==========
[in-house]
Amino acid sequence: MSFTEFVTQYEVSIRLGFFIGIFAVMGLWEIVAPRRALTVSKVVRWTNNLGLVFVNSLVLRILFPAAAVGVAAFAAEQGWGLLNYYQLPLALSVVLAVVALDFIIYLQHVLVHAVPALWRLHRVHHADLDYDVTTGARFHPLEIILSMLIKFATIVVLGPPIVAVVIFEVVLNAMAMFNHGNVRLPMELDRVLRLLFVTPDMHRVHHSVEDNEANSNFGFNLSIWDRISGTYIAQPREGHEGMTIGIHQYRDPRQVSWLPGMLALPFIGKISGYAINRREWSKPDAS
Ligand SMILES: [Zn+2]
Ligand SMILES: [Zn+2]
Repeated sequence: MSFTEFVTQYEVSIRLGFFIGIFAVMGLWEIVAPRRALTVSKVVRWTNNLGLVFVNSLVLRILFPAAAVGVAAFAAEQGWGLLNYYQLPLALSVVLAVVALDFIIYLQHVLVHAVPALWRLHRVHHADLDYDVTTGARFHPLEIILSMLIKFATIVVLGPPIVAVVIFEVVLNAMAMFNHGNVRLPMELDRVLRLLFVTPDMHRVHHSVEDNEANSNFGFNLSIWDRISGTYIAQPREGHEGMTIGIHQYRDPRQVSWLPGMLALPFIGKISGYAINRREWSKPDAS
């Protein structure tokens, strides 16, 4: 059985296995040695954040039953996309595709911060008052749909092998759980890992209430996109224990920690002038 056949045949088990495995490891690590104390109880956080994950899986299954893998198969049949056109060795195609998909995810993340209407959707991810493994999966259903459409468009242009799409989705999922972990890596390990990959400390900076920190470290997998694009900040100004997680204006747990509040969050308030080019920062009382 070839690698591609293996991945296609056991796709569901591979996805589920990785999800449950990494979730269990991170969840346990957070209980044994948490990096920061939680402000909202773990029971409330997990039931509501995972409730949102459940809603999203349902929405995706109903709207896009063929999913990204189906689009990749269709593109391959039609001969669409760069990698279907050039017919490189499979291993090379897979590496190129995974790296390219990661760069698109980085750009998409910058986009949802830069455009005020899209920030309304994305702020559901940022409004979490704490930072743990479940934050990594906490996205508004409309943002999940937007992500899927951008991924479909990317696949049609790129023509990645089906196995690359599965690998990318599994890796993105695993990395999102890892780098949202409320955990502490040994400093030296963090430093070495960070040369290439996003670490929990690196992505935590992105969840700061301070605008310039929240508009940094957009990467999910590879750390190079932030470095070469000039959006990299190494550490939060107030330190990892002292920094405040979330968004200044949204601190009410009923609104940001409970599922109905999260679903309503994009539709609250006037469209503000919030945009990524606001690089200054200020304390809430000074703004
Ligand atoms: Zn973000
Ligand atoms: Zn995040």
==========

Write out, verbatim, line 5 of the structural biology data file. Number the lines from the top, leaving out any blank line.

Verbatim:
Repeated sequence: MSFTEFVTQYEVSIRLGFFIGIFAVMGLWEIVAPRRALTVSKVVRWTNNLGLVFVNSLVLRILFPAAAVGVAAFAAEQGWGLLNYYQLPLALSVVLAVVALDFIIYLQHVLVHAVPALWRLHRVHHADLDYDVTTGARFHPLEIILSMLIKFATIVVLGPPIVAVVIFEVVLNAMAMFNHGNVRLPMELDRVLRLLFVTPDMHRVHHSVEDNEANSNFGFNLSIWDRISGTYIAQPREGHEGMTIGIHQYRDPRQVSWLPGMLALPFIGKISGYAINRREWSKPDAS